Given that Supreme Court Justice Ruth Bader Ginsberg is -- you guessed it -- notorious as one of the more liberal justices on the federal bench today, it seems unlikely that many conservatives would watch the otherwise competently made documentary RBG and consider it a particularly objective portrait. And since I am rather liberal myself, I'm not sure how much weight it carries for me to insist that it is.
That said, co-directors Julie Cohen and Betsty West go out of their way, in this surprisingly subdued look at the woman and her extraordinary life's work, to note her longstanding friendship with her ideological opposite on the Supreme Court, Justice Antonin Scalia. And it's easy to be of two minds about this. As one of Ginsberg's respectful associates marvels, "I don't think I could be close friends with a right-wing nutcase." It's a line that gets a laugh. But, there is another way to look at it: considering the impediments of the extreme divisiveness of the country today, maybe this kind of friendship is an ideal to which the entire country should aspire?
After all, Ginsberg, as it turns out, has multiple key conservatives who disagree with her on just about everything, but find themselves nevertheless offering her respect. This film features kind words about her from Utah Senator Orin Hatch, a Republican who voted to confirm her in 1993. Quite extraordinarily, the Senate at the time voted to confirm her 96 to 3.
And in all likelihood, you'll have no idea how much work Justice Ginsberg has done to change America, specifically for women, long before she came to be on the Supreme Court, until you see RBG. She was always quiet, unassuming, and had a demeanor that belied her stealth ability to affect change. Incidentally, she is seen onscreen here noting that real, "enduring change, comes step by step." People on both sides of really any issue would do well to keep that in mind.
In any case, RBG will fill you in on Ginsberg being one of only nine women in her class at law school in the fifties; the five out of six cases she won arguing before the Supreme Court in the seventies and eighties; and how she became an icon of dissent in the 21st century. She brings up examples of shockingly horrible ways in which ways women were treated in otherwise polite company when she first started out, and this film illustrates with a somewhat quiet fascination how she played key roles in events that changed that.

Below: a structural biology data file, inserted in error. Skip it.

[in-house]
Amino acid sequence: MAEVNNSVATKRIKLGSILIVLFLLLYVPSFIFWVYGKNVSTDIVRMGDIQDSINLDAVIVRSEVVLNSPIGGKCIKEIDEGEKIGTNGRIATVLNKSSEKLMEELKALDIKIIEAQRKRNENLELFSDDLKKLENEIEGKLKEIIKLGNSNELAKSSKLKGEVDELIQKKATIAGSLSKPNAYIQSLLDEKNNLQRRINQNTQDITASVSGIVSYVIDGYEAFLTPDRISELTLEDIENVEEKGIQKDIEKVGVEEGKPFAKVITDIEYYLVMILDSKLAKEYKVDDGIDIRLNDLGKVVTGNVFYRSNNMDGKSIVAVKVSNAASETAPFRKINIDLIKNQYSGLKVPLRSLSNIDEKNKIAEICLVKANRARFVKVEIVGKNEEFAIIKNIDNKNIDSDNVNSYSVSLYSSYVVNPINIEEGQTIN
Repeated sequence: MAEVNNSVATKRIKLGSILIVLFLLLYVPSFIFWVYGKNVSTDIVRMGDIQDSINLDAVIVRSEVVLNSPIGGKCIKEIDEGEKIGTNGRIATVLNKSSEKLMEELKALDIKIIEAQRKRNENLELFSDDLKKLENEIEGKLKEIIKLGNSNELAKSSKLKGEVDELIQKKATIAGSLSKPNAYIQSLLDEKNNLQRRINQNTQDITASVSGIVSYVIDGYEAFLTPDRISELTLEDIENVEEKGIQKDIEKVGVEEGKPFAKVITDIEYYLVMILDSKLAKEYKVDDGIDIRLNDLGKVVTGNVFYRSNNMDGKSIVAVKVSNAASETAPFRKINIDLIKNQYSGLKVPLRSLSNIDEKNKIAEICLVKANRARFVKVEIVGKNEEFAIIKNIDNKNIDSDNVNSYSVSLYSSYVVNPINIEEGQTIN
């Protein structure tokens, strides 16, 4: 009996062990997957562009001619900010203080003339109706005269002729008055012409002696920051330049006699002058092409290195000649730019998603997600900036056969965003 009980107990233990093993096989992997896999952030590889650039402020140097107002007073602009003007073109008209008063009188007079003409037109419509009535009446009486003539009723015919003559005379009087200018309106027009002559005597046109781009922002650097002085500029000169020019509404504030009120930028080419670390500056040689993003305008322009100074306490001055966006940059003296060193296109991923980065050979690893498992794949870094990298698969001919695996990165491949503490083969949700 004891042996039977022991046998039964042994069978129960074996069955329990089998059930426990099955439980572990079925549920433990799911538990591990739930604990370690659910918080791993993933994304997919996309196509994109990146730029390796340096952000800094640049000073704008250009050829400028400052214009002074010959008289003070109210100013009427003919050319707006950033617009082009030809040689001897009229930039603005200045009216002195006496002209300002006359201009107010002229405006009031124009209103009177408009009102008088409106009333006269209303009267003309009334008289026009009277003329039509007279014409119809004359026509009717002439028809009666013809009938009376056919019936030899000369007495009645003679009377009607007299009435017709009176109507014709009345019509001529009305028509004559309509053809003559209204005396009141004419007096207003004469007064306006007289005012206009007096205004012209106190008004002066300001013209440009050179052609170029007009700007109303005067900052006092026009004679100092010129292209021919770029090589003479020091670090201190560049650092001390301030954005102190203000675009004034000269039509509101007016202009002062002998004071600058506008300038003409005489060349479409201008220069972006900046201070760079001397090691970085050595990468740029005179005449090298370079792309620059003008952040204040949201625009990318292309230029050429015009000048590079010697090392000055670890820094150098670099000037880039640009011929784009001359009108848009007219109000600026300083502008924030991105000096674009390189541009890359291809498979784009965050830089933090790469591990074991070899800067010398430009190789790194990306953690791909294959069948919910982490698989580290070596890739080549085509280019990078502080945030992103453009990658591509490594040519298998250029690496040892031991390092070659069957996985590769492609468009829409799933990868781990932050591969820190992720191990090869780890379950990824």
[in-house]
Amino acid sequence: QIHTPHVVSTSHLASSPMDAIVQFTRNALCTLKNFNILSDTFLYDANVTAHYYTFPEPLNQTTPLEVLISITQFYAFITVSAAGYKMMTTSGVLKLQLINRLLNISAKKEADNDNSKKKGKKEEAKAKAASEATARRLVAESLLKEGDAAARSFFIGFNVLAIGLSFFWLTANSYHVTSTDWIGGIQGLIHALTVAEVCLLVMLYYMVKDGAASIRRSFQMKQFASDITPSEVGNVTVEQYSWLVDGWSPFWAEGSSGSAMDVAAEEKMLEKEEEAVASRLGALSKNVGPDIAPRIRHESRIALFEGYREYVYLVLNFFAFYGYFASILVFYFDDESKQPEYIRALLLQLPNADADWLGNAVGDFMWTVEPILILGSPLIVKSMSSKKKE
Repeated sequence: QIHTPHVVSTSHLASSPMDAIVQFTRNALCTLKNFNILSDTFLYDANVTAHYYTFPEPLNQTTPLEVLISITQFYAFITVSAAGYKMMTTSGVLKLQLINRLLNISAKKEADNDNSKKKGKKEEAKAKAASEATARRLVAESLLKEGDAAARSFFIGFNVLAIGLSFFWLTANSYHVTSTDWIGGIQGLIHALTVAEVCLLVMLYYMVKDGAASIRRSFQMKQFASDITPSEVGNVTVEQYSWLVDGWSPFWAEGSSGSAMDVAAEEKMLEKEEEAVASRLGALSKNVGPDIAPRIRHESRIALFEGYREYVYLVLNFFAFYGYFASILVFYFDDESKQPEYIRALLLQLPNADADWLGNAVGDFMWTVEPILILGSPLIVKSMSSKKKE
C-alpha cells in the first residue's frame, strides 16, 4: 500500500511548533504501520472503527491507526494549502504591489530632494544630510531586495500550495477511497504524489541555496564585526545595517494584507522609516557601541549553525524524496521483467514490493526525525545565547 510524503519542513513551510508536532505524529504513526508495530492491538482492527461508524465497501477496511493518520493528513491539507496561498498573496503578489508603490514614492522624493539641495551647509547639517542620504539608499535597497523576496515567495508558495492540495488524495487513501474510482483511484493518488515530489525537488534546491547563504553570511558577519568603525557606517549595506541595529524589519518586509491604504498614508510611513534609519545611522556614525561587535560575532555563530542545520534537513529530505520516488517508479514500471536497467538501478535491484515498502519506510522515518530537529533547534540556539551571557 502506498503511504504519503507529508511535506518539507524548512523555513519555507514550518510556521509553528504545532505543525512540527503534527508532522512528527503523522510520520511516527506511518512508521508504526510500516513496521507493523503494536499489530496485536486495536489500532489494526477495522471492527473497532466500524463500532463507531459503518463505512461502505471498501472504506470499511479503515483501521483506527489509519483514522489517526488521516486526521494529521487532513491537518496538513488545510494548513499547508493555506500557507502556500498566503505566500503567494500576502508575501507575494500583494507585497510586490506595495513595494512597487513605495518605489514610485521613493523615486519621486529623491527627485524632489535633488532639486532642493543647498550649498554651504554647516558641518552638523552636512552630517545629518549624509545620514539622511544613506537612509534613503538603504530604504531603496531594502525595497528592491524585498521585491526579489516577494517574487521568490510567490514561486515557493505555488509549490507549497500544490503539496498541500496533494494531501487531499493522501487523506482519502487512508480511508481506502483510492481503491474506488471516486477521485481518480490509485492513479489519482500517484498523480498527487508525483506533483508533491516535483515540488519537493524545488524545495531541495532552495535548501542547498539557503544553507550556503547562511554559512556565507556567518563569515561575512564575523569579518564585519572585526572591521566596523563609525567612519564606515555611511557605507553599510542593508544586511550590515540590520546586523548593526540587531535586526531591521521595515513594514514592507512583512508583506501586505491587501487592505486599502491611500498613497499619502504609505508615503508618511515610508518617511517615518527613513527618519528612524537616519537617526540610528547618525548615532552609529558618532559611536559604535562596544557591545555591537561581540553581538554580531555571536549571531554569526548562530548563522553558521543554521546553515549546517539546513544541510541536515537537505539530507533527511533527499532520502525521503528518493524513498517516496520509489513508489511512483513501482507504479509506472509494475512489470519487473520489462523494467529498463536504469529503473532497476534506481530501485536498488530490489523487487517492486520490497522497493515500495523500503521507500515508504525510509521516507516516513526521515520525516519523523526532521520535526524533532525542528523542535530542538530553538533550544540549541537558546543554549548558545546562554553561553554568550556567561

RGB is also honest about her being human and not infallible -- such as when she made the clear mistake of speaking out against Donald Trump during his campaign. You can be rightly furious at this president all you want, but it doesn't change the role of a Supreme Court Justice and how inappropriate that was -- not to mention how much it undermines any work to resist him and policies.
Amazingly, it's Orin Hatch then seen coming to her defense, reminding us that nobody's perfect and everyone makes mistakes. Again, a lesson in mutual respect.
Honestly, I expected, or at least wanted, RBG to be a more overtly entertaining movie than it is. The information contained therein is essential, to be sure. But as a movie, RBG is occasionally a little dry. Then again, its subdued tone matches that of Justice Ginsberg herself, who proves not quite to the task of living up to all the "Notorious RBG" memes (the perpetrators of which are also interviewed), much as she is clearly amused by them.
How you respond to RBG as a movie is pretty much down to however you already respond to her as a person. I watched this movie, feeling both fearful of her age taking her off the Supreme Court when a madman could replace her with someone her ideological opposite at best, and a nutcase at worst; and hopeful as I watched clips of her working out with a trainer every morning. Someone else might just as easily watch this and feel the opposite on all counts. That is, unless they are like the Republicans featured here, who can still respect someone with whom they disagree. If there is any lasting legacy of this film, and of this woman, it should be that.